Mechanisms of shrubland expansion: land use, climate or CO2?
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- Archer, S., Schimel, D.S. & Holland, E.A. Climatic Change (1995) 29: 91. doi:10.1007/BF01091640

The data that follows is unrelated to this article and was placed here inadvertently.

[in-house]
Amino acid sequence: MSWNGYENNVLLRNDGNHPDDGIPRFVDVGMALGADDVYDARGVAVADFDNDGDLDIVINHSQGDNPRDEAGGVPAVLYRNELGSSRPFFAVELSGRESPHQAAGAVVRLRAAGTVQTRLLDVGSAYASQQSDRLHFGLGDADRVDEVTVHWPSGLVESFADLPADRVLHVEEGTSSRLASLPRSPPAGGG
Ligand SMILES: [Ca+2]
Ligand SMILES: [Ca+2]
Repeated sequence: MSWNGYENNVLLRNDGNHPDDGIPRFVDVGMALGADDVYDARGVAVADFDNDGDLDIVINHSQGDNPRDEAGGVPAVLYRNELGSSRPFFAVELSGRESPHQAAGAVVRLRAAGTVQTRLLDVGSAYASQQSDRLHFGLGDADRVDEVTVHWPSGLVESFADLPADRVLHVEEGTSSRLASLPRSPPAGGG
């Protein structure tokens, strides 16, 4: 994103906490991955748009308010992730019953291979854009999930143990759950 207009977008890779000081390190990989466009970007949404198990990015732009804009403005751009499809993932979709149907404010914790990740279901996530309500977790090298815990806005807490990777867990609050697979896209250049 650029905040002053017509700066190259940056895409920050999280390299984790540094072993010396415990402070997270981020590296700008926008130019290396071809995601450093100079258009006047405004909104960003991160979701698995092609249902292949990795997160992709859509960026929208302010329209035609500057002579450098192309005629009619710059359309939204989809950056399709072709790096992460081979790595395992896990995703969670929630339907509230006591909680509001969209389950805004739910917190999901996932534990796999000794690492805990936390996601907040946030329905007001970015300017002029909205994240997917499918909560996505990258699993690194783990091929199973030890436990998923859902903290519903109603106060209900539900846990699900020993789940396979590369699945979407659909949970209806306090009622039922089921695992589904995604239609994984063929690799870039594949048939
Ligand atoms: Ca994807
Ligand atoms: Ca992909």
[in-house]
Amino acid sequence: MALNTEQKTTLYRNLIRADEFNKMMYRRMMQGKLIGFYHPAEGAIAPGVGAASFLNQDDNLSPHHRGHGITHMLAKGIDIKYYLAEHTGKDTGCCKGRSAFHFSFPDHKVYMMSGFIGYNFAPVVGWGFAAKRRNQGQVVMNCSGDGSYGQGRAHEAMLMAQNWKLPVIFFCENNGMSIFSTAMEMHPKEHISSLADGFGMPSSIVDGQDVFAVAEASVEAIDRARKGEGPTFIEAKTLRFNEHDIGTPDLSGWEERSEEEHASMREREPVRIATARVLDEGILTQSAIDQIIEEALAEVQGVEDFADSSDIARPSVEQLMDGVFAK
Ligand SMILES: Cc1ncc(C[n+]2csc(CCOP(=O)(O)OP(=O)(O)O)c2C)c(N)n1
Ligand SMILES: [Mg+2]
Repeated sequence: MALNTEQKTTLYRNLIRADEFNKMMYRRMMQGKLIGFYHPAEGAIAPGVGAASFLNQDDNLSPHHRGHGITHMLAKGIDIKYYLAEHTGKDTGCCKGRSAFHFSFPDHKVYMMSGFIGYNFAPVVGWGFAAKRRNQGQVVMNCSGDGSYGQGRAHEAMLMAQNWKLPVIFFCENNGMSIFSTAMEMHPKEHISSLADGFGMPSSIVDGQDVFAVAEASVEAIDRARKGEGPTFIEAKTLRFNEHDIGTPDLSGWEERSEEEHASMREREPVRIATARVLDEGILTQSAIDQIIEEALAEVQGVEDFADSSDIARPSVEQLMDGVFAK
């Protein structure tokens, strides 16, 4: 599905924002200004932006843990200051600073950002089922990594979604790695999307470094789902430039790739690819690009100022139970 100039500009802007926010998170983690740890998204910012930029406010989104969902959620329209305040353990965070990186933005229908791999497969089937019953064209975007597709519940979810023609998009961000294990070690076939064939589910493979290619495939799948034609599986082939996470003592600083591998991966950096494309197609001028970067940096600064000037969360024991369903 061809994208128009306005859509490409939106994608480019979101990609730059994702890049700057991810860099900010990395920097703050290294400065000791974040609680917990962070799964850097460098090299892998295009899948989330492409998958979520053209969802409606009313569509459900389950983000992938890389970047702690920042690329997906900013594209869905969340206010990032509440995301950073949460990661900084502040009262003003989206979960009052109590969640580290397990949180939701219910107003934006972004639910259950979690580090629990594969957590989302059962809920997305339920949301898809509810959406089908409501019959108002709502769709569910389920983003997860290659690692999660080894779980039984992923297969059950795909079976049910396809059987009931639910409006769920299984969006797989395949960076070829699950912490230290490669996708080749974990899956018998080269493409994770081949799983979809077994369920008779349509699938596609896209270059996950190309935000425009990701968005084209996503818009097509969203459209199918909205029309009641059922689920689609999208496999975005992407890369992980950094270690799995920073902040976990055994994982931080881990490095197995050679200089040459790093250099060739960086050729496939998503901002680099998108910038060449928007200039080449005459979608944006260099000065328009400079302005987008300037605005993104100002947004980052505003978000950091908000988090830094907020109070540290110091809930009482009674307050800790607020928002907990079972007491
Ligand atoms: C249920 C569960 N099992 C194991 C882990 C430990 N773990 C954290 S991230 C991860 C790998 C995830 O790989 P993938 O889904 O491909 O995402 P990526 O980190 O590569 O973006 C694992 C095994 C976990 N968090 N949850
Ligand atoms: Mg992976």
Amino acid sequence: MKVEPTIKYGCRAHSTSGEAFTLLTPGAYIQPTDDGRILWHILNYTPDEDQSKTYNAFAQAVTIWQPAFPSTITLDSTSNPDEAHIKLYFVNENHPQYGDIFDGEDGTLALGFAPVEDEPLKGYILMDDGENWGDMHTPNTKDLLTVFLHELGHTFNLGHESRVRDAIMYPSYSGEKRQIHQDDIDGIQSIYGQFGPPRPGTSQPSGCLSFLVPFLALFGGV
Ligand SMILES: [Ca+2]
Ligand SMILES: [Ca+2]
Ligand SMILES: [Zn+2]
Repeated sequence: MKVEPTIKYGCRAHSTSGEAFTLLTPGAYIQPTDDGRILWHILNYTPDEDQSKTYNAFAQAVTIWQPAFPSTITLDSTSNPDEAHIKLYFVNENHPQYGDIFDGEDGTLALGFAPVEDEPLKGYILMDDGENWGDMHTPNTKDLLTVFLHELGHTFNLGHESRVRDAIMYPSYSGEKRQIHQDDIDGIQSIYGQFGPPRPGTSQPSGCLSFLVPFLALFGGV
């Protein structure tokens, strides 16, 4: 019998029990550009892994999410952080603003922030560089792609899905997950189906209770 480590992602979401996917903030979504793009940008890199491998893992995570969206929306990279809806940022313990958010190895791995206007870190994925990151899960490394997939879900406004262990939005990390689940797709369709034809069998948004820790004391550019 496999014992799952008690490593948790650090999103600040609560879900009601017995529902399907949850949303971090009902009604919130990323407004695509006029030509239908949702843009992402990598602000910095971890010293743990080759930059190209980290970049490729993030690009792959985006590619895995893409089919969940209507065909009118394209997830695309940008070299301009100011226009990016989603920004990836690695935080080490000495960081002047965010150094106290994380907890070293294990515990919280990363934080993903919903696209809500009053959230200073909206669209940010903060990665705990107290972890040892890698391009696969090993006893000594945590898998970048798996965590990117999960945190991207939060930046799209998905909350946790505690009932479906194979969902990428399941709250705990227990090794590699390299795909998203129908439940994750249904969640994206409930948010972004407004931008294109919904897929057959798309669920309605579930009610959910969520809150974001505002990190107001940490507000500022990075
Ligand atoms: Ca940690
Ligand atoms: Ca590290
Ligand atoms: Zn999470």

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Encroachment of trees and shrubs into grasslands and the ‘thicketization’ of savannas has occurred worldwide over the past century. These changes in vegetation structure are potentially relevant to climatic change as they may be indicative of historical shifts in climate and as they may influence biophysical aspects of land surface-atmosphere interactions and alter carbon and nitrogen cycles. Traditional explanations offered to account for the historic displacement of grasses by woody plants in many arid and semi-arid ecosystems have centered around changes in climatic, livestock grazing and fire regimes. More recently, it has been suggested that the increase in atmospheric CO2 since the industrial revolution has been the driving force. In this paper we evaluate the CO2 enrichment hypotheses and argue that historic, positive correlations between woody plant expansion and atmospheric CO2 are not cause and effect.